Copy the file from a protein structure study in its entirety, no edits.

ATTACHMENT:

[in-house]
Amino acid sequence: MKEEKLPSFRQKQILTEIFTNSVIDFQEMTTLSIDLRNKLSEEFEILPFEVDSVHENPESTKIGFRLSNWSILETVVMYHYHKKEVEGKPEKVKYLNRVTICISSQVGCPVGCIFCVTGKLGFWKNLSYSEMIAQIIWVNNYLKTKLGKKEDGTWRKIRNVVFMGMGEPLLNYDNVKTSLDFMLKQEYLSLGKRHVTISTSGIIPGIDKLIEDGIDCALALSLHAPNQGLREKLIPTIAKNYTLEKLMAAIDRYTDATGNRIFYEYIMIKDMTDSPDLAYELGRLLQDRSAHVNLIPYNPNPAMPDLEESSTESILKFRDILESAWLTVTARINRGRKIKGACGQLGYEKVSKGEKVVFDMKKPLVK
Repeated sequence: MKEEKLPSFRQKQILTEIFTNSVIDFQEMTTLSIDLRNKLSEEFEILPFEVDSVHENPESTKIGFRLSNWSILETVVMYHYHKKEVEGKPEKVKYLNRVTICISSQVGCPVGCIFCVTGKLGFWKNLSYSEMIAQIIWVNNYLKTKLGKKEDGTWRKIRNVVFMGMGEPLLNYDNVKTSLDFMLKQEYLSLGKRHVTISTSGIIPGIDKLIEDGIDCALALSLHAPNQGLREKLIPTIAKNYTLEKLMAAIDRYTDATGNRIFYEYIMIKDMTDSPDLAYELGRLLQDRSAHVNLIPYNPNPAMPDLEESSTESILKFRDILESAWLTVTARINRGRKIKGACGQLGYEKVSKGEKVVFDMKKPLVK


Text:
[in-house]
Amino acid sequence: MKEEKLPSFRQKQILTEIFTNSVIDFQEMTTLSIDLRNKLSEEFEILPFEVDSVHENPESTKIGFRLSNWSILETVVMYHYHKKEVEGKPEKVKYLNRVTICISSQVGCPVGCIFCVTGKLGFWKNLSYSEMIAQIIWVNNYLKTKLGKKEDGTWRKIRNVVFMGMGEPLLNYDNVKTSLDFMLKQEYLSLGKRHVTISTSGIIPGIDKLIEDGIDCALALSLHAPNQGLREKLIPTIAKNYTLEKLMAAIDRYTDATGNRIFYEYIMIKDMTDSPDLAYELGRLLQDRSAHVNLIPYNPNPAMPDLEESSTESILKFRDILESAWLTVTARINRGRKIKGACGQLGYEKVSKGEKVVFDMKKPLVK
Repeated sequence: MKEEKLPSFRQKQILTEIFTNSVIDFQEMTTLSIDLRNKLSEEFEILPFEVDSVHENPESTKIGFRLSNWSILETVVMYHYHKKEVEGKPEKVKYLNRVTICISSQVGCPVGCIFCVTGKLGFWKNLSYSEMIAQIIWVNNYLKTKLGKKEDGTWRKIRNVVFMGMGEPLLNYDNVKTSLDFMLKQEYLSLGKRHVTISTSGIIPGIDKLIEDGIDCALALSLHAPNQGLREKLIPTIAKNYTLEKLMAAIDRYTDATGNRIFYEYIMIKDMTDSPDLAYELGRLLQDRSAHVNLIPYNPNPAMPDLEESSTESILKFRDILESAWLTVTARINRGRKIKGACGQLGYEKVSKGEKVVFDMKKPLVK